Teenage pregnancy, also known as adolescent pregnancy, is pregnancy in a female under the age of 20. Pregnancy can occur with sexual intercourse after the start of ovulation, which can be before the first mensuration period (menarche) but usually occurs after the onset of periods. In well-nourished girls, the first period usually takes place around the age of 12 or 13. Pregnant teenagers face many of the same pregnancy related issues as other women. There are additional concerns for those under the age of 15 as they are less likely to be physically developed to sustain a healthy pregnancy or to give birth. For girls aged 15–19, risks are associated more with socioeconomic factors than with the biological effects of age. Risks of low birth weight, premature labour, anemia, and pre-eclampsia are connected to biological age, , as they are observed in teen births even after controlling for other risk factors, such as access to prenatal care.
Teenage pregnancies are associated with social issues, including lower educational levels and poverty. Teenage pregnancy in developed countries is usually outside of marriage and is often associated with a social stigma. Teenage pregnancy in developing countries often occurs within marriage and half are planned. However, in these societies, early pregnancy may combine with malnutrition and poor health care to cause medical problems. When used in combination, educational interventions and access to birth control can reduce unintended teenage pregnancies.
Teenage pregnancy (with conceptions normally involving girls between age 16 and 19), was far more normal in previous centuries, and common in developed countries in the 20th century. Among Norwegian women born in the early 1950s, nearly a quarter became teenage mothers by the early 1970s. However, the rates have steadily declined throughout the developed world since that 20th century peak. Among those born in Norway in the late 1970s, less than 10% became teenage mothers, and rates have fallen since then.
In United States, the Personal Responsibility and Work Opportunity Act of 1996 included the objective of reducing the number of young Black and Latina single mothers on welfare, which became the foundation for teenage pregnancy prevention in the United States and the founding of the National Campaign to Prevent Teen Pregnancy, now known as Power to Decide.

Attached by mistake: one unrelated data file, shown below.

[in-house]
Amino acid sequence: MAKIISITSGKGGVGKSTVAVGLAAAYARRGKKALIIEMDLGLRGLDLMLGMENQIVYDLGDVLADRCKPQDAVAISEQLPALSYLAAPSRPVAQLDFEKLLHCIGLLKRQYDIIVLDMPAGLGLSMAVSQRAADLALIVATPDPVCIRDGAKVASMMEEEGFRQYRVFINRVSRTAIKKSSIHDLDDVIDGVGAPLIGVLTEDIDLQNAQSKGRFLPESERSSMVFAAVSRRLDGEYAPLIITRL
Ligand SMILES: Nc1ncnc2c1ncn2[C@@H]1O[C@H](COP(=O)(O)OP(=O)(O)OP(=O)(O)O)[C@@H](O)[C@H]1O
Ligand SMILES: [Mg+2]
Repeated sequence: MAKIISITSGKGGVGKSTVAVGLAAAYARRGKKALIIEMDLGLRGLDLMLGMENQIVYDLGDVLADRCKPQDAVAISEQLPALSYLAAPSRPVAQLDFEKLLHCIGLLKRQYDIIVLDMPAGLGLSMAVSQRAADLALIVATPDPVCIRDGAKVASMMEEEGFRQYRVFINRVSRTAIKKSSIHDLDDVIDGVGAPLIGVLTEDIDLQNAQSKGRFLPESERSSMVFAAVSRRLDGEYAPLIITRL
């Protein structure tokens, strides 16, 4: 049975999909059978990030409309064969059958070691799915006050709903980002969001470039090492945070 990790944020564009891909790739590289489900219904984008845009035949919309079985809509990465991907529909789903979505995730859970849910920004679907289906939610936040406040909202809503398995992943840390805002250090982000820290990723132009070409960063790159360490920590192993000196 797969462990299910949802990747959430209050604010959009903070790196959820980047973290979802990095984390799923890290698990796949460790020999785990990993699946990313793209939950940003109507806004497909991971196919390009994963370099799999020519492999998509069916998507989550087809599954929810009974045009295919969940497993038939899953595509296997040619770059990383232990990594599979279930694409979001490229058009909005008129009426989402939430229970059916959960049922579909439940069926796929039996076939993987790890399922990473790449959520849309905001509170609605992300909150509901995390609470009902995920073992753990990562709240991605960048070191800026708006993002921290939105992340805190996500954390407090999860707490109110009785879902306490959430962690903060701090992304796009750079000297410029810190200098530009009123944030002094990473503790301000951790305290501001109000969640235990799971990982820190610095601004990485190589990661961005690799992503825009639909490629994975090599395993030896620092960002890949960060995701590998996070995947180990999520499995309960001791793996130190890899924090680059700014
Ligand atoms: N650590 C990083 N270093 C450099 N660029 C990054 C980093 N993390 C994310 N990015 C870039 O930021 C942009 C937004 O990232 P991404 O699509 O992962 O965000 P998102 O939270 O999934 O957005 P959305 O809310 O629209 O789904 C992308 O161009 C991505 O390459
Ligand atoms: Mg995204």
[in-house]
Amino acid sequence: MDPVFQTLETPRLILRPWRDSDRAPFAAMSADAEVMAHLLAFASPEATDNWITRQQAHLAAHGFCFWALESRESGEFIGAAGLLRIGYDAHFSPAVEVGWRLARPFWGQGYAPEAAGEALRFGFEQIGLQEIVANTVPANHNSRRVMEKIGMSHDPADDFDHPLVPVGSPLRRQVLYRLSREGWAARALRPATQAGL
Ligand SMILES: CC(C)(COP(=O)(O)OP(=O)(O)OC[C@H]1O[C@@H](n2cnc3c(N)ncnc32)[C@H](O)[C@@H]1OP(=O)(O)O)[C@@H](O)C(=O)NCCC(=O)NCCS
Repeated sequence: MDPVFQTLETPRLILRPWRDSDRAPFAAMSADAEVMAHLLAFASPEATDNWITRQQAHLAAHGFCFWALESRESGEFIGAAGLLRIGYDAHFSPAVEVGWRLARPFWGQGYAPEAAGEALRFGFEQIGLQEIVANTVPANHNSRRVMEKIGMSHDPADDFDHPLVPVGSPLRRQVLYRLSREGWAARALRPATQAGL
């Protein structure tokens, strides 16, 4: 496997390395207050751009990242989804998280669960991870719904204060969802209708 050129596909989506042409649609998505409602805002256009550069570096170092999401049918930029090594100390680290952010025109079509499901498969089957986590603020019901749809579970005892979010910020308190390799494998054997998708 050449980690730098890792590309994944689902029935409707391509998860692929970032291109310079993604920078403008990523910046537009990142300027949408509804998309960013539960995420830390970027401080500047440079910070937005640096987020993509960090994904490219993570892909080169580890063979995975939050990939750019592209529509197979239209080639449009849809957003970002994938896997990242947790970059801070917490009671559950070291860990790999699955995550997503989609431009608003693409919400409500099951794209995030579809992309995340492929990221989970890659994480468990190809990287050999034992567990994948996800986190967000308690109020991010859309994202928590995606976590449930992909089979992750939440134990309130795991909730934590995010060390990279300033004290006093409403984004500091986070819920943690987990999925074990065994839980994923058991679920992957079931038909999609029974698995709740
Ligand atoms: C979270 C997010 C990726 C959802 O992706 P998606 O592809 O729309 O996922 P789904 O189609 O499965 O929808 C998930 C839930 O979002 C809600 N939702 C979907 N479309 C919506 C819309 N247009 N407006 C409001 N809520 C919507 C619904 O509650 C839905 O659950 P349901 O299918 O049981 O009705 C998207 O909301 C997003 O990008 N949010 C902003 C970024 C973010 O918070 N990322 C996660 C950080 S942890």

Being a young mother in a first world country can affect one’s education. Teen mothers are more likely to drop out of high school. One study in 2001 found that women that gave birth during their teens completed secondary-level school 10–12% as often and pursued post-secondary 14–29% as often as women who waited until age 30. Young motherhood in an industrialized country can affect employment and social class. Teenage women who are pregnant or mothers are seven times more likely to commit suicide than other teenagers.
According to the National Campaign to Prevent Teen Pregnancy, nearly 1 in 4 teen mothers will experience another pregnancy within two years of having their first. Pregnancy and giving birth significantly increases the chance that these mothers will become high school dropouts and as many as half have to go on welfare. Many teen parents do not have the intellectual or emotional maturity that is needed to provide for another life. Often, these pregnancies are hidden for months resulting in a lack of adequate prenatal care and dangerous outcomes for the babies. Factors that determine which mothers are more likely to have a closely spaced repeat birth include marriage and education: the likelihood decreases with the level of education of the young woman or her parents and increases if she gets married.